PB: Pat was courageous in allowing us to make the film the way we did. We were clear right from the start that we saw the project as a three-way collaboration. Four-way for the times that the brilliant cinematographer Nyika Jansco was working with us. But it required a degree of trust on Pat's part that neither Ian nor I had to invest. We were not interested in doing a hagiography—which would have been an artistic disservice to Pat - nor was there any temptation to sensationalize. Pat's story is sensational enough. He knew the kind of film we wanted to make and if at any stage he'd said he wasn't happy with the way things were going, we would have listened and taken stock. But the question never came up. Pat's approach to the film, I think, was somewhat like his approach to his music. Integrity is the word.
AAJ: What about the MRI?
PB: I saw the MRI scan as part of the continuing story. We really didn't know the extent of the surgery that Pat underwent. The original surgical records and CT brain images no longer exist and, in any case, brain imaging has moved on enormously since 1980. It seemed important—dare I say historically important—to establish definitively the condition of Pat's brain. What exactly was it that he'd recovered from?
This was, in fact, the first MRI scan that Pat had ever had and we ran a state-of-the-art volumetric procedure, measuring brain structure to a high resolution. Pat had undergone a CT (CAT scan) before his surgery, although not to my knowledge post-surgery. CT yields much less detailed images.
AAJ: What can you say in retrospect about Pat's aneurysm?
PB: In Pat's case, aneurysm is not quite the correct terminology, although it's often been referred to as such. An aneurysm is a balloon-like swelling in the wall of an artery. An arteriovenous malformation (AVM), which is what Pat had, is a tumorous (space-occupying) malformation of veins and arteries. Both are congenital (present from birth) and both are liable to hemorrhage, which indeed eventually happened in Pat's case. The neuropsychological significance in Pat's case is that his AVM was large and so quite likely led to some reorganization of brain function from an early age, perhaps with the right hemisphere taking charge of some functions that would ordinarily be controlled by the left. I speculate on this toward the end of the film. An aneurysm, being less bulky, would be less likely to result in reorganization of brain function.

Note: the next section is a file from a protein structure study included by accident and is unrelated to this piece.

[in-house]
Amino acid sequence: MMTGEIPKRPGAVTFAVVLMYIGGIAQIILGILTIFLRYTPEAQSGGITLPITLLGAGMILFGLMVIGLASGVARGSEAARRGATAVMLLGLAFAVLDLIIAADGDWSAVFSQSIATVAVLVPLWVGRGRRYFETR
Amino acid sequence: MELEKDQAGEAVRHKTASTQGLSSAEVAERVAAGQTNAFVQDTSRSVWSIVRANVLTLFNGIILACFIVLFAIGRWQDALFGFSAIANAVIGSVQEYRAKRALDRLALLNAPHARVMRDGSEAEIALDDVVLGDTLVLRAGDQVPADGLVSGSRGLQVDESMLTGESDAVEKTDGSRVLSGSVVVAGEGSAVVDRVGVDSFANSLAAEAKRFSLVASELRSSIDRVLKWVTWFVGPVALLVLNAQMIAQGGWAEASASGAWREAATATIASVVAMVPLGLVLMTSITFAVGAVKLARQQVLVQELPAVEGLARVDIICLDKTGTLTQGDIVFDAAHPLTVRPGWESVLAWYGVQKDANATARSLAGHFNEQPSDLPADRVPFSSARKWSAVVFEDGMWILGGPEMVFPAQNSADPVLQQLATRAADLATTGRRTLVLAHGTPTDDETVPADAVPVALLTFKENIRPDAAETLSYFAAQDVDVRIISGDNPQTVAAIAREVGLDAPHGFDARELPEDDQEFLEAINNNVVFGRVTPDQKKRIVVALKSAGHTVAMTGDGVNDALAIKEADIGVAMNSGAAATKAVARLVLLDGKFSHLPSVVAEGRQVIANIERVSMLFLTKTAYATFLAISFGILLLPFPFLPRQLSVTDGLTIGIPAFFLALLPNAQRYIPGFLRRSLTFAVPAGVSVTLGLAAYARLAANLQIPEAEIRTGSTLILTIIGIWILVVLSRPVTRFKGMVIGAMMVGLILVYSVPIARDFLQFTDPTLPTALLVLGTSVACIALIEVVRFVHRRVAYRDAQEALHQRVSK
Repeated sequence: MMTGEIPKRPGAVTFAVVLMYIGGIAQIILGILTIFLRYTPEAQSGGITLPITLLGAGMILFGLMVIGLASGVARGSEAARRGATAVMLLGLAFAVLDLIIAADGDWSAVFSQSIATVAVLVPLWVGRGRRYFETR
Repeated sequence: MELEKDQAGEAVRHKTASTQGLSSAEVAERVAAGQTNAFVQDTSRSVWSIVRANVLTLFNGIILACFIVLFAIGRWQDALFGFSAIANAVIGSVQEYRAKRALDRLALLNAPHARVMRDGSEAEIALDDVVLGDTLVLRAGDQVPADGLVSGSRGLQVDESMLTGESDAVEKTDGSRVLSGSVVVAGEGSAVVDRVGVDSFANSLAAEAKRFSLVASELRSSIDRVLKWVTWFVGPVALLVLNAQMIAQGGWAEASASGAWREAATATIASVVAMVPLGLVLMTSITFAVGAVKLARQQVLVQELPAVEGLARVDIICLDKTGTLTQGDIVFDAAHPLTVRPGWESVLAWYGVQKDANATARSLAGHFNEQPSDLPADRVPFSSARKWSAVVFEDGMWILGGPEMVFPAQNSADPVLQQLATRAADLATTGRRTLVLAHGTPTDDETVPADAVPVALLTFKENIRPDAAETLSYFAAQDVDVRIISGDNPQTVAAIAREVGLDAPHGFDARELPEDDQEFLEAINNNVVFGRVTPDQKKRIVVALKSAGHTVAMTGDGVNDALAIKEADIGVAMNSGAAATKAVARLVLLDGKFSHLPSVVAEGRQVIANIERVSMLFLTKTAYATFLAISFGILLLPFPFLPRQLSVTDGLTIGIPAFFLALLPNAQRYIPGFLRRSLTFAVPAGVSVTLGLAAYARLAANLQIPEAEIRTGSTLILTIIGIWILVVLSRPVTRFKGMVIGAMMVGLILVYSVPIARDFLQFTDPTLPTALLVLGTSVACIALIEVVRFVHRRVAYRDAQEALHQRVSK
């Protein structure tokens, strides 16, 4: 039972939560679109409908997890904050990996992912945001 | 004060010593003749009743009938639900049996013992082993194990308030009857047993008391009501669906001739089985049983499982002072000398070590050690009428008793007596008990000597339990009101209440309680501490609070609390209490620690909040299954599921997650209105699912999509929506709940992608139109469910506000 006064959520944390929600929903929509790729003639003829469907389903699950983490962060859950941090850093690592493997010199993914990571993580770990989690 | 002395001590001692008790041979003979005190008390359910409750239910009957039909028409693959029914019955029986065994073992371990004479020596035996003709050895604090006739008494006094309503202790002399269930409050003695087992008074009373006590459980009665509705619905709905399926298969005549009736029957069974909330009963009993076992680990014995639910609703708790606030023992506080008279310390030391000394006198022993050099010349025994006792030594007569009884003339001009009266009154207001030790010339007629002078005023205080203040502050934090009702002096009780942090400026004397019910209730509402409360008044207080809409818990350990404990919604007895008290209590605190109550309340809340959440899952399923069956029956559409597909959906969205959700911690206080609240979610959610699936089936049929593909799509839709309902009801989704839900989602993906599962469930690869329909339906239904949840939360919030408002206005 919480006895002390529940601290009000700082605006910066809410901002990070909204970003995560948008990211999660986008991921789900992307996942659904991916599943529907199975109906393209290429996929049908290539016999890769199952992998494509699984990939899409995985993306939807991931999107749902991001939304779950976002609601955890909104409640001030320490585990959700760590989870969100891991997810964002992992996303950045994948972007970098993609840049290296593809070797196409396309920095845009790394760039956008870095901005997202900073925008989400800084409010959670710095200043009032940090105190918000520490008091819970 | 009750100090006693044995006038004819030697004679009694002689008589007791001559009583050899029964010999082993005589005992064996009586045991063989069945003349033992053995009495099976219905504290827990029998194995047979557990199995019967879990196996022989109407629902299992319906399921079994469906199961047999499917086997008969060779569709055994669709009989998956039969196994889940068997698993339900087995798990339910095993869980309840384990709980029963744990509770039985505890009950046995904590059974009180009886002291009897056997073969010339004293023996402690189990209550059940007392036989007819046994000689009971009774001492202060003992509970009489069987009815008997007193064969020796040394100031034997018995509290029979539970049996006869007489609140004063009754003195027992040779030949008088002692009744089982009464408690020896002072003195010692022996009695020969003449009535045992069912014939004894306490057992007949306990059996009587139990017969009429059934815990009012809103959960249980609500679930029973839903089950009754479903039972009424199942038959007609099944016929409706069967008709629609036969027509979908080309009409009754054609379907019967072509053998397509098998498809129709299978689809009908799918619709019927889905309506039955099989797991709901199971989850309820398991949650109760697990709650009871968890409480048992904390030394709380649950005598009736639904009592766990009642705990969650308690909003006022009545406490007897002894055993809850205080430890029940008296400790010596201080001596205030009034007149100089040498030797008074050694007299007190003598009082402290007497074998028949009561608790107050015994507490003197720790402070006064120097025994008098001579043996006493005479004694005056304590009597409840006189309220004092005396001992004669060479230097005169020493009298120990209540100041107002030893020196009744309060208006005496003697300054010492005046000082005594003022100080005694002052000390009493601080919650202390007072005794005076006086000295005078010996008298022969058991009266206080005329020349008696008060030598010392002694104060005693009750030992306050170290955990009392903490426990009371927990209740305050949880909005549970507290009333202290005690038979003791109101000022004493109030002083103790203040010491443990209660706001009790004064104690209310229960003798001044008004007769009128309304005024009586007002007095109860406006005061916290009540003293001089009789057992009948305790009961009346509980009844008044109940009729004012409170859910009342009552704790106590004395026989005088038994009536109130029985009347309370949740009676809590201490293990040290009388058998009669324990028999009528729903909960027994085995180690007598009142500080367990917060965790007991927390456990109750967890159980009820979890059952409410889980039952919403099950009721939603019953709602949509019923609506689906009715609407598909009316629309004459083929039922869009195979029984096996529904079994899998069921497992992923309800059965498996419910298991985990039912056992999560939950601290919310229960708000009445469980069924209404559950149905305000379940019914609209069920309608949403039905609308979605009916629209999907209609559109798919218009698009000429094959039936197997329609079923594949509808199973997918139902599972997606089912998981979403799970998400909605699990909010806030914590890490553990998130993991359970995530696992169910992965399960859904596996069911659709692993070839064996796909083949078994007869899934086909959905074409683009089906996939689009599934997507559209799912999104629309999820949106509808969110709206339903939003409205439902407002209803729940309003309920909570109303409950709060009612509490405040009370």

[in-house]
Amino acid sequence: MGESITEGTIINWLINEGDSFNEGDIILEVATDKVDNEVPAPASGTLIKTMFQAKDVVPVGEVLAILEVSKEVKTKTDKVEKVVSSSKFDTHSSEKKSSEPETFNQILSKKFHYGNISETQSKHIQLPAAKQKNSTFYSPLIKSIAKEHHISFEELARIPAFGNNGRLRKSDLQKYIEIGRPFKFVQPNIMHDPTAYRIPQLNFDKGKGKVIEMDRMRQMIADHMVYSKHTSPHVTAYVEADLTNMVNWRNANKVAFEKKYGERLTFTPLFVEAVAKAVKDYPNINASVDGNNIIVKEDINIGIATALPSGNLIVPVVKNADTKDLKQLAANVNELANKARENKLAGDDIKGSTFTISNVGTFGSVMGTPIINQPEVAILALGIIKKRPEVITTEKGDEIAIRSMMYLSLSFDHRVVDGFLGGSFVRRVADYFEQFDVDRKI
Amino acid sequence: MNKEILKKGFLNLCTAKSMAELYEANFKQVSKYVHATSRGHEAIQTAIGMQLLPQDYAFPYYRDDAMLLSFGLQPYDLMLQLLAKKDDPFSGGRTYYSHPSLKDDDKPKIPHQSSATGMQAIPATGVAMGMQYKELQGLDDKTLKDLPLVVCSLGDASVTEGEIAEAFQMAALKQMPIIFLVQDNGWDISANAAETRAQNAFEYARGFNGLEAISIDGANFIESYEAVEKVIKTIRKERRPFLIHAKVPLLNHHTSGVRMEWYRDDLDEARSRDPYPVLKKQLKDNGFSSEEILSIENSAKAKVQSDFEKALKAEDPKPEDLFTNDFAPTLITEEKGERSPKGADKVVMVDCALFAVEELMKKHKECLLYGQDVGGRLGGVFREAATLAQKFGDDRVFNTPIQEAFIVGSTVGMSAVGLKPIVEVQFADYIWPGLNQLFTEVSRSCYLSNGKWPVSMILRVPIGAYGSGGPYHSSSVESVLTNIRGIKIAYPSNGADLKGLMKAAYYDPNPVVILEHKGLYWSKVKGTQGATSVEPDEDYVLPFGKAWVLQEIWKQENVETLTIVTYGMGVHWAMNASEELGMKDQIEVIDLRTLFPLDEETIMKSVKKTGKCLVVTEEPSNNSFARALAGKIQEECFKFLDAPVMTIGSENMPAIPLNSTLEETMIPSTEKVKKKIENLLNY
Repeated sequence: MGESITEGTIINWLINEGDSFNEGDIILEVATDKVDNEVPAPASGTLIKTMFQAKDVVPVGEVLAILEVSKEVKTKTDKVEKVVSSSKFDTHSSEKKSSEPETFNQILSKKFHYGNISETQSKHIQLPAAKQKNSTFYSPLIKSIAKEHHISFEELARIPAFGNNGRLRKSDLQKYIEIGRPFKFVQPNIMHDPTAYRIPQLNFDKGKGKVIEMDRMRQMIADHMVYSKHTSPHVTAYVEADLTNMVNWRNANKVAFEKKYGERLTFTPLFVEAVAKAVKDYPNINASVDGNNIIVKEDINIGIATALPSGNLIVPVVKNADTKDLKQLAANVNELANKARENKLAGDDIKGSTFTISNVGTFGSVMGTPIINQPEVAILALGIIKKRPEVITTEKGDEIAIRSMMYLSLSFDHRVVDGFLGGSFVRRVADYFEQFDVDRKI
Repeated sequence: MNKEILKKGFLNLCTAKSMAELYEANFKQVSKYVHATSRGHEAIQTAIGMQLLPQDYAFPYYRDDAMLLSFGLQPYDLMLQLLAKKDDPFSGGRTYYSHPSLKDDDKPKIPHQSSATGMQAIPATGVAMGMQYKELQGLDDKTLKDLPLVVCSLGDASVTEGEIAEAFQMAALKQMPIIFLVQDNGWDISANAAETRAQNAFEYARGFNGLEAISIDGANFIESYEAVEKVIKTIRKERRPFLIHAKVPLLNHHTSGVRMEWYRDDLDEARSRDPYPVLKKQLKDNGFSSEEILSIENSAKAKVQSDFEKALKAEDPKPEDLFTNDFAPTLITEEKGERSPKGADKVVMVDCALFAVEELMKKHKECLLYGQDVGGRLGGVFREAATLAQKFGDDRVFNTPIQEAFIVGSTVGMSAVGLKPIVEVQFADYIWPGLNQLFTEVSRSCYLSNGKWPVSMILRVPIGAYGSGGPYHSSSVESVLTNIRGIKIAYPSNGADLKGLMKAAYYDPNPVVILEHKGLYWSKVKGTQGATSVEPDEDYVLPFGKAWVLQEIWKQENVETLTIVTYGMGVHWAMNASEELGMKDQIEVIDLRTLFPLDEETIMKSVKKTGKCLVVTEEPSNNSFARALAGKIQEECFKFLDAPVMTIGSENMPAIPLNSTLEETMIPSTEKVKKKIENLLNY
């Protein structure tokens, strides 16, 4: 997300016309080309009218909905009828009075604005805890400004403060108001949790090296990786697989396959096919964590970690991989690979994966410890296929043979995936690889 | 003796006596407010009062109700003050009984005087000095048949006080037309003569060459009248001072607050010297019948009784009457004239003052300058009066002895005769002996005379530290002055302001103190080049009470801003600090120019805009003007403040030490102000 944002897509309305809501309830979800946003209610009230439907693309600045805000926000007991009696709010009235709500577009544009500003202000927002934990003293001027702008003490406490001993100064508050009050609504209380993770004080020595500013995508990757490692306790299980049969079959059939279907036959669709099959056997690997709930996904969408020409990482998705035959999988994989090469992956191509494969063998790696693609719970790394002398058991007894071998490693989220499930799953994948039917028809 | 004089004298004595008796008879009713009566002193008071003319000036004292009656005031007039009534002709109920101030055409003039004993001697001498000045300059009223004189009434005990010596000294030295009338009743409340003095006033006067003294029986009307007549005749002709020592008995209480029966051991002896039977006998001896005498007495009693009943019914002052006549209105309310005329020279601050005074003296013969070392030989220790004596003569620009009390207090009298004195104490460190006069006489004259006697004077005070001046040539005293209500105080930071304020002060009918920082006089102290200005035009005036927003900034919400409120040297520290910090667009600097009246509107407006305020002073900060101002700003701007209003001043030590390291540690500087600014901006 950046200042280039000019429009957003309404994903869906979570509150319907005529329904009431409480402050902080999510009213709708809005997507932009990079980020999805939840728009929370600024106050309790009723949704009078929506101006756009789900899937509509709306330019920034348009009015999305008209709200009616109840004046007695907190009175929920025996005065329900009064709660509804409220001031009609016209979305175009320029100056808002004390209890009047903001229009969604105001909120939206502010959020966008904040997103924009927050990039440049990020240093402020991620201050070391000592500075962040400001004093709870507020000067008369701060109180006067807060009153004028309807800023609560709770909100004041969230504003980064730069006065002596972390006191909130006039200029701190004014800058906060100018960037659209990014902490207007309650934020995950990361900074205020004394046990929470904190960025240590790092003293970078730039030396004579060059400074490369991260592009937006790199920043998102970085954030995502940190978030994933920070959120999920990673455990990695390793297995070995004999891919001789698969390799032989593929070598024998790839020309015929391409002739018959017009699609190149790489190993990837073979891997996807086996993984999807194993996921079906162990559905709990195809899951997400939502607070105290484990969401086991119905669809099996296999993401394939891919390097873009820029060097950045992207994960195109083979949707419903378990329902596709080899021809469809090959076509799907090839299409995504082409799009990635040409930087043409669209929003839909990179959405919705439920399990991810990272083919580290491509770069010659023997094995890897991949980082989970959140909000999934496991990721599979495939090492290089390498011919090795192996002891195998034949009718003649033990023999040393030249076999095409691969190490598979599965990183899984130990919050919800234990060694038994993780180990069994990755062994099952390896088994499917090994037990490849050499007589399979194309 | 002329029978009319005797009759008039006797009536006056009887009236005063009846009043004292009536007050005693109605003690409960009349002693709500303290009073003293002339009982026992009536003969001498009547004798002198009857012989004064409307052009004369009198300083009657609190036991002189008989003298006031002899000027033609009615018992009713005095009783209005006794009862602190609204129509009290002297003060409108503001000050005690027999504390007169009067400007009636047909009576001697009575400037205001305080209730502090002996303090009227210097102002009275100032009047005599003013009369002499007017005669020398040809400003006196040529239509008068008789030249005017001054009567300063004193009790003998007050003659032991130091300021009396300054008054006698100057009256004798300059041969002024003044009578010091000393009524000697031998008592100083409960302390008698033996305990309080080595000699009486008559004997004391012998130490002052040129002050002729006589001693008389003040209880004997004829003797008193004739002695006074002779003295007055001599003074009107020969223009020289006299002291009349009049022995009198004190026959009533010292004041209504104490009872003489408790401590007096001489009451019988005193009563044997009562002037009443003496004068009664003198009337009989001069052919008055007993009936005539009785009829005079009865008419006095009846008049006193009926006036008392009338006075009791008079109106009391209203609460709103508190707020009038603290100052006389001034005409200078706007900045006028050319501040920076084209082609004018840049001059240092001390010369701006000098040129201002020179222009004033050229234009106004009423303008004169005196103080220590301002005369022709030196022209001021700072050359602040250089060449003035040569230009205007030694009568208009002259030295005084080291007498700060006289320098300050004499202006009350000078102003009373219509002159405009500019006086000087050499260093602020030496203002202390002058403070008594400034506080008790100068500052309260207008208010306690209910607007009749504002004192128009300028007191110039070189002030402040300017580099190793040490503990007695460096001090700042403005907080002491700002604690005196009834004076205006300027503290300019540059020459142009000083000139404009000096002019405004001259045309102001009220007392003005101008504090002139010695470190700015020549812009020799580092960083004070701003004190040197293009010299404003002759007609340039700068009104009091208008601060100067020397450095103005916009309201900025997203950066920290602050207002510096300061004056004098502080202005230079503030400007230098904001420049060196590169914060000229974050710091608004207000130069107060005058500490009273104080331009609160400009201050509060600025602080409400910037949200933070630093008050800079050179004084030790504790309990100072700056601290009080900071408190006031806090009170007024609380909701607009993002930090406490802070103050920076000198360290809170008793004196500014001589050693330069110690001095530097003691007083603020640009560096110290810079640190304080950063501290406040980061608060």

AAJ: From your close working relationship with Pat on the film, what are your impressions of him as a person and a musician?
PB: I got on well with Pat from the start. I'd taken a serious interest in his music in the year before we first met and had grown to love it. It also helped, I think, that he'd read my book, Into the Silent Land. Ian had sent him a copy. I was nervous about his reaction. It's a disturbing book in some ways, challenging our deepest intuitions about what it means to be a person. I wrote, among other things, about people who, like Pat, have undergone the severest possible challenges to their selfhood. But Pat grasped it straight away. He'd been there. He understood what I was trying to say.
AAJ: What did you get from your off-screen experiences and talks with Pat?
PB: Over the course of the days and weeks we spent together making the film Pat and I had many conversations on matters of psychology and philosophy, and much else besides. He has a sharp mind and is relentlessly inquisitive. I get the sense it's that aspect of his personality that drives him as a musician: plain curiosity. He is constantly in search of creative insight. In another life maybe he would be a neuroscientist or a philosopher, but thankfully for those of us who love music, not in this one.